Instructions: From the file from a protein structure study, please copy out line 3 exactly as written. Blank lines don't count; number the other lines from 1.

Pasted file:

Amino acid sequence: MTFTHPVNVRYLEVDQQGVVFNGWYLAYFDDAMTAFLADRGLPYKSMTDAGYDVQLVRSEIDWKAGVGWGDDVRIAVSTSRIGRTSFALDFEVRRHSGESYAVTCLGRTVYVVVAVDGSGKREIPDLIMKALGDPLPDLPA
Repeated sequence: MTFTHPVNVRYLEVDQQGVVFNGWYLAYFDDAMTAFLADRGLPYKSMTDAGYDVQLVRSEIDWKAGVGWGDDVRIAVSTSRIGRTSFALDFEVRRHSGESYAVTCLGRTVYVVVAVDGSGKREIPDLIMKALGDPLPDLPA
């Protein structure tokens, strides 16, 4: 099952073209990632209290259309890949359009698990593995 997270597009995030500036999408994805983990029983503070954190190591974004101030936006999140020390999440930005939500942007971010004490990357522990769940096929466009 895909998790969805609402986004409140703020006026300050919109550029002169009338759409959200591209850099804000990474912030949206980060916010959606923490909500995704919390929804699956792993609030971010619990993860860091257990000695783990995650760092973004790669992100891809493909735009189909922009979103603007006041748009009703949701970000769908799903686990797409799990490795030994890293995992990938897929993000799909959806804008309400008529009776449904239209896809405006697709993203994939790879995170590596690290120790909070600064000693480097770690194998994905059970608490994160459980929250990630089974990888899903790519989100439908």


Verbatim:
């Protein structure tokens, strides 16, 4: 099952073209990632209290259309890949359009698990593995 997270597009995030500036999408994805983990029983503070954190190591974004101030936006999140020390999440930005939500942007971010004490990357522990769940096929466009 895909998790969805609402986004409140703020006026300050919109550029002169009338759409959200591209850099804000990474912030949206980060916010959606923490909500995704919390929804699956792993609030971010619990993860860091257990000695783990995650760092973004790669992100891809493909735009189909922009979103603007006041748009009703949701970000769908799903686990797409799990490795030994890293995992990938897929993000799909959806804008309400008529009776449904239209896809405006697709993203994939790879995170590596690290120790909070600064000693480097770690194998994905059970608490994160459980929250990630089974990888899903790519989100439908």